My life as a program.

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kriel
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My life as a program.

Postby kriel » Mon Feb 25, 2008 3:23 am UTC

Woohoo. To start this off, I'd just like to say that navigating forums using a text-based browser is... interesting. To say the least. (My SO has control of the only GUI-based computer at the moment... and is busy leveling a nightelf hunter on said computer.) But, in any case, Here goes. For awhile, I've had the idea of writing psuedo-code for my life. I like a certain sense of order, and though life rarely cooperates, it should at least prove to be a fun project. However, I manage to get myself stuck on my first topic. That of scheduling. My original idea was to schedule my life according to two databases, one similar to a cron daemon setup (Execute task x at time y) and the other a FIFO que. (Do laundry, do dishes, get groceries, etc.) However, this has some disadvantages. For starters, I don't always recieve tasks in the order I need to do them. (I can put off laundry for a few days (or weeks... -cough-) but groceries is a bit harder to delay.) Thus, I thought of having a prioritized que, sorting by deadline for said task. However, again, there are complications. I can put off the groceries I need to get tomorrow in order to work on the twenty page paper due in a week. Maybe some sort of two-criteriad (criterion? Hopefully the resident grammarian knows what word I mean) two-criteriad sort. So, What are your opinions? Suggestions? Oh, and if I'm in the wrong board, forgive me. I figured this might be a better locale than the off-topic (Er... Serious Matters) board.

Edit: Ugh. Sorry. My browser ate the \n's in the post. Hopefully blocktext dosen't bug too many of you.

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Poochy
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Re: My life as a program.

Postby Poochy » Mon Feb 25, 2008 5:24 am UTC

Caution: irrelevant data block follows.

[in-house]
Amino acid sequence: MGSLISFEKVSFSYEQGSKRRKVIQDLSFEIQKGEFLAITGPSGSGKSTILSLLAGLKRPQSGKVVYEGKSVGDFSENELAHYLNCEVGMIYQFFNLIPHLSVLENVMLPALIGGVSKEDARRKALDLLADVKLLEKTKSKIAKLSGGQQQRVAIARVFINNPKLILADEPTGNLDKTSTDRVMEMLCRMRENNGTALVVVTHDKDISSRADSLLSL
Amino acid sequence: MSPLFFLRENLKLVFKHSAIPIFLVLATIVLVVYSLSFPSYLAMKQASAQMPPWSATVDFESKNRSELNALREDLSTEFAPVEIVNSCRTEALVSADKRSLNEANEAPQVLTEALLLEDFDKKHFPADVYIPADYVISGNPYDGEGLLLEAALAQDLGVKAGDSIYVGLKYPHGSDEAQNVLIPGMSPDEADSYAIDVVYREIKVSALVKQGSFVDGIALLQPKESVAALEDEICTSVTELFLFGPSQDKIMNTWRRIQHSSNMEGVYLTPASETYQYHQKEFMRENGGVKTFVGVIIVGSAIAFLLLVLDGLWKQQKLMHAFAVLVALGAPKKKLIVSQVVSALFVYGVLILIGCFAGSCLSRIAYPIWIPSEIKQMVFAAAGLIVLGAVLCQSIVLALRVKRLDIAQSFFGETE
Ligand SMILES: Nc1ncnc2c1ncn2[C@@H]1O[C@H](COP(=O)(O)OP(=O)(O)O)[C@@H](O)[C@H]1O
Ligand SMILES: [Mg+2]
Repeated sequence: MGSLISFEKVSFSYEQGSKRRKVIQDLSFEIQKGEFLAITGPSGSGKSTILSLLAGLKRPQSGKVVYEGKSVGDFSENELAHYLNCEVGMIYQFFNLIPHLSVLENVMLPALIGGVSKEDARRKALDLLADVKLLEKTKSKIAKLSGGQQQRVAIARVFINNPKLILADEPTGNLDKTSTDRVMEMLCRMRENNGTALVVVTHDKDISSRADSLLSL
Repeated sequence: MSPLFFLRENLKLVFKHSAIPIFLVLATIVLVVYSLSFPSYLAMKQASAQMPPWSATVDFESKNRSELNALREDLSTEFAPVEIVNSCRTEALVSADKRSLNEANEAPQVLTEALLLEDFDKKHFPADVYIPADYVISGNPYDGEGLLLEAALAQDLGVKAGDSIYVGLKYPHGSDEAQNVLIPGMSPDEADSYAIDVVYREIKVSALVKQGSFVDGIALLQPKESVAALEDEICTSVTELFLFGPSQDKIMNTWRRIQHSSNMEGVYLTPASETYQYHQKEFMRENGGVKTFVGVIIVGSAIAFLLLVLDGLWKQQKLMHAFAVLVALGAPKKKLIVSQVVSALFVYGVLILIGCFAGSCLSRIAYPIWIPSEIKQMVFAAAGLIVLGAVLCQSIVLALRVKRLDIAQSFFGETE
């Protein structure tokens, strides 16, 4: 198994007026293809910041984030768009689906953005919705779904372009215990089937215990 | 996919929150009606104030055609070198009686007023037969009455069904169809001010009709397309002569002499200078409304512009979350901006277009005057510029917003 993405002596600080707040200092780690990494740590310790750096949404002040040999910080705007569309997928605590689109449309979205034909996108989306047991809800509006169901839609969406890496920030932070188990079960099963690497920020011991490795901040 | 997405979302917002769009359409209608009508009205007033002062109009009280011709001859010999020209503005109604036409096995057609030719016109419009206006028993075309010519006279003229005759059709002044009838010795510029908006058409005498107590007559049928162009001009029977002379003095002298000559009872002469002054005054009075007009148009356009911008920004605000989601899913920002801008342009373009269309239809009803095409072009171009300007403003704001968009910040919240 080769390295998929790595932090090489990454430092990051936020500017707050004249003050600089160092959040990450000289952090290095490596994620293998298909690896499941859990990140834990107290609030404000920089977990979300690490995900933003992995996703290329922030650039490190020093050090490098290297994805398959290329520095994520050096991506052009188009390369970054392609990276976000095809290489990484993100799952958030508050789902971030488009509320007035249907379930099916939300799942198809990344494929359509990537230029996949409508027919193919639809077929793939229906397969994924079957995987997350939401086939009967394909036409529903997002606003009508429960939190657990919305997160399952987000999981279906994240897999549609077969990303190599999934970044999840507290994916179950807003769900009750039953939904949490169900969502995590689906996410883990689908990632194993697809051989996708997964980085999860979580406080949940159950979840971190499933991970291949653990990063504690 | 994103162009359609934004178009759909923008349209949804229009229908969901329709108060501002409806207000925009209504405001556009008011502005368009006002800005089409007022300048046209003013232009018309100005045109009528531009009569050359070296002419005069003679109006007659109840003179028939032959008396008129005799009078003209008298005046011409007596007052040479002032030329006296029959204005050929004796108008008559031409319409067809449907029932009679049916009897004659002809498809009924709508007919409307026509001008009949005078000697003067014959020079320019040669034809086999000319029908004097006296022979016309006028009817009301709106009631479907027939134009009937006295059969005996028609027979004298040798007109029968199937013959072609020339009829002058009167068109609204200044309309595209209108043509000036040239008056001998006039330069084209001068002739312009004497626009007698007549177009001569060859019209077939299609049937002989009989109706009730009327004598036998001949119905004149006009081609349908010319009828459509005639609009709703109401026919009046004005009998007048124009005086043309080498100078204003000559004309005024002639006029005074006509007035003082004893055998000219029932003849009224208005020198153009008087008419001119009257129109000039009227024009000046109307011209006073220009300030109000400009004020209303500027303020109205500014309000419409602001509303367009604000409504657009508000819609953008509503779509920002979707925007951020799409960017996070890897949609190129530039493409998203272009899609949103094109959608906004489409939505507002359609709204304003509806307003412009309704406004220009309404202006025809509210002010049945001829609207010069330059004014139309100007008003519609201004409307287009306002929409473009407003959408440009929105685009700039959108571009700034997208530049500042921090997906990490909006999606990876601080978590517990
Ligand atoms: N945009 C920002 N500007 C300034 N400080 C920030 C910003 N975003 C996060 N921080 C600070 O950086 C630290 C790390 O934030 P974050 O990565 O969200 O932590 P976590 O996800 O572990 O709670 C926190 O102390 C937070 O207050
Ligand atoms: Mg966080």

Suggestion using object-oriented programming languages: Each task creates a TaskToDo, which among its attributes has an Priority value, calculated based on the importance and urgency of the task as well as how hard it is/how much time it will take up. Tasks that can be easily combined will gravitate towards their average value. All the TaskToDo objects are put into a data structure that is kept sorted by Priority, and are removed to be completed one at a time starting from the high-Priority end.
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Marz
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Re: My life as a program.

Postby Marz » Mon Feb 25, 2008 7:27 pm UTC

The Urgency of a task would probably tend towards a maximum Importance value over time, so that the 20-page paper would not be as Urgent as buying groceries a month beforehand, but steadily grows in Urgency, so that it may climb up the Stack (or, probably more efficiently, Linked List). This also means you could incorporate your cron daemon setup into this, by giving them an Importance of 100% but an Time Leniency (time before deadline it can be executed) of 0. By that I mean, it's Priority 0 until it reaches the time at which the task must be completed, at which point it shoots up to the top of the Stack.

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kriel
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Re: My life as a program.

Postby kriel » Tue Feb 26, 2008 3:58 pm UTC

This also means you could incorporate your cron daemon setup into this, by giving them an Importance of 100% but an Time Leniency (time before deadline it can be executed) of 0. By that I mean, it's Priority 0 until it reaches the time at which the task must be completed, at which point it shoots up to the top of the Stack.


The problem with that is, say I start executing a 2h task 30m before it's due. It would jump up to the top of the priority stack... but I wouldn't see it until an hour and a half too late.

My original idea was..

Code: Select all

loop
     grab highest priority task;
     check next time on cron;
     if(can finish task by next cron)
          do task;
          continue;
     else
          if(taskque not empty)
               grab next task;
               continue;
     waste_time(time left till cron);